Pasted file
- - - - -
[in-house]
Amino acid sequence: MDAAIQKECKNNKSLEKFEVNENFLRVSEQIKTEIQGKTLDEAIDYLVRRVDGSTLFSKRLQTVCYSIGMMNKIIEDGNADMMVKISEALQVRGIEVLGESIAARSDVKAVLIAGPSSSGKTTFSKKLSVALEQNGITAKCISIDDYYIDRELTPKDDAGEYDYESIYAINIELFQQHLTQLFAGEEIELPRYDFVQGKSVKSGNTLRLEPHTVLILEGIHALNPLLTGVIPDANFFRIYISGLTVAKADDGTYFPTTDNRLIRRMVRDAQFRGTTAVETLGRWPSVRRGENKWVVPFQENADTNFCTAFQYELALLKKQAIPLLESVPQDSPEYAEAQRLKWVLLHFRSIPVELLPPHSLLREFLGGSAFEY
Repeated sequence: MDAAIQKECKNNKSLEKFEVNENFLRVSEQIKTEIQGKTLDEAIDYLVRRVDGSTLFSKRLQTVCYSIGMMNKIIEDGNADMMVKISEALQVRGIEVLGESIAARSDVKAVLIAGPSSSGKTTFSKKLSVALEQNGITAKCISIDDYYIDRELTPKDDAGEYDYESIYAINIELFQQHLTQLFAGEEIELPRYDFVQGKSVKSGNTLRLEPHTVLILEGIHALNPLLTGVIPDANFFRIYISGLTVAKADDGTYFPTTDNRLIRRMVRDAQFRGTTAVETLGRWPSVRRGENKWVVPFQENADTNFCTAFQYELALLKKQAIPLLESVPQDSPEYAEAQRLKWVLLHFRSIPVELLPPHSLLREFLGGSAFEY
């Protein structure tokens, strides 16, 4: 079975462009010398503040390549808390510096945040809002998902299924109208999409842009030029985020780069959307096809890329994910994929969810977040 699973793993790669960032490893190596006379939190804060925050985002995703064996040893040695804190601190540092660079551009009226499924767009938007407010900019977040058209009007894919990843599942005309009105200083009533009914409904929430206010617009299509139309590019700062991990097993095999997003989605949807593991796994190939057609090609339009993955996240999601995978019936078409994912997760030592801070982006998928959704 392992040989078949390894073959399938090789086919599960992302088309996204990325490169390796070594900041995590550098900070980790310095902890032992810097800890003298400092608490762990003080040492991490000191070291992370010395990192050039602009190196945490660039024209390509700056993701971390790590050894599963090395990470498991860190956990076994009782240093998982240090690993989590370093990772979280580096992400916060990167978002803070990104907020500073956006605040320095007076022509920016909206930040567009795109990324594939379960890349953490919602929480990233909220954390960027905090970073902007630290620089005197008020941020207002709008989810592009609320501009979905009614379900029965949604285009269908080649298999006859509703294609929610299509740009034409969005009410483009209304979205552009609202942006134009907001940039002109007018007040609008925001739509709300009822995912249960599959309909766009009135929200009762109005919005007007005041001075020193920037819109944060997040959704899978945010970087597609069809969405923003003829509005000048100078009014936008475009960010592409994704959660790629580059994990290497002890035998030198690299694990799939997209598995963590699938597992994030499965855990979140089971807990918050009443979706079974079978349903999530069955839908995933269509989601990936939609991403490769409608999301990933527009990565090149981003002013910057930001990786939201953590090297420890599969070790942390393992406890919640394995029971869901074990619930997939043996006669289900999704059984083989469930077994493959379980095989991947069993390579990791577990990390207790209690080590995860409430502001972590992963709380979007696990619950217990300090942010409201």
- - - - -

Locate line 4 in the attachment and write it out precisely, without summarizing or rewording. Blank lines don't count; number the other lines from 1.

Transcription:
């Protein structure tokens, strides 16, 4: 079975462009010398503040390549808390510096945040809002998902299924109208999409842009030029985020780069959307096809890329994910994929969810977040 699973793993790669960032490893190596006379939190804060925050985002995703064996040893040695804190601190540092660079551009009226499924767009938007407010900019977040058209009007894919990843599942005309009105200083009533009914409904929430206010617009299509139309590019700062991990097993095999997003989605949807593991796994190939057609090609339009993955996240999601995978019936078409994912997760030592801070982006998928959704 392992040989078949390894073959399938090789086919599960992302088309996204990325490169390796070594900041995590550098900070980790310095902890032992810097800890003298400092608490762990003080040492991490000191070291992370010395990192050039602009190196945490660039024209390509700056993701971390790590050894599963090395990470498991860190956990076994009782240093998982240090690993989590370093990772979280580096992400916060990167978002803070990104907020500073956006605040320095007076022509920016909206930040567009795109990324594939379960890349953490919602929480990233909220954390960027905090970073902007630290620089005197008020941020207002709008989810592009609320501009979905009614379900029965949604285009269908080649298999006859509703294609929610299509740009034409969005009410483009209304979205552009609202942006134009907001940039002109007018007040609008925001739509709300009822995912249960599959309909766009009135929200009762109005919005007007005041001075020193920037819109944060997040959704899978945010970087597609069809969405923003003829509005000048100078009014936008475009960010592409994704959660790629580059994990290497002890035998030198690299694990799939997209598995963590699938597992994030499965855990979140089971807990918050009443979706079974079978349903999530069955839908995933269509989601990936939609991403490769409608999301990933527009990565090149981003002013910057930001990786939201953590090297420890599969070790942390393992406890919640394995029971869901074990619930997939043996006669289900999704059984083989469930077994493959379980095989991947069993390579990791577990990390207790209690080590995860409430502001972590992963709380979007696990619950217990300090942010409201």